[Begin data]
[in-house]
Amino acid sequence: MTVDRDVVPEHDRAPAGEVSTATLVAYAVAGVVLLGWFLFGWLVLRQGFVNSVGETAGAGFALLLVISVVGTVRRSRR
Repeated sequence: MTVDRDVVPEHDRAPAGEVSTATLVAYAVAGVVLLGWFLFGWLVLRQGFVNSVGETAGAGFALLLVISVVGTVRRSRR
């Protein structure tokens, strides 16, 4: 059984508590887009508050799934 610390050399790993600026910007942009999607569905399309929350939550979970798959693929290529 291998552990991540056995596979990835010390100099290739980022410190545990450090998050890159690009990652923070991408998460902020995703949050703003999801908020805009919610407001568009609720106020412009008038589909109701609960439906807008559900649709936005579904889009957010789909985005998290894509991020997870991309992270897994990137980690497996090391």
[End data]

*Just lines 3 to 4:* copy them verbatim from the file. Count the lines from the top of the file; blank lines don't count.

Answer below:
Repeated sequence: MTVDRDVVPEHDRAPAGEVSTATLVAYAVAGVVLLGWFLFGWLVLRQGFVNSVGETAGAGFALLLVISVVGTVRRSRR
């Protein structure tokens, strides 16, 4: 059984508590887009508050799934 610390050399790993600026910007942009999607569905399309929350939550979970798959693929290529 291998552990991540056995596979990835010390100099290739980022410190545990450090998050890159690009990652923070991408998460902020995703949050703003999801908020805009919610407001568009609720106020412009008038589909109701609960439906807008559900649709936005579904889009957010789909985005998290894509991020997870991309992270897994990137980690497996090391």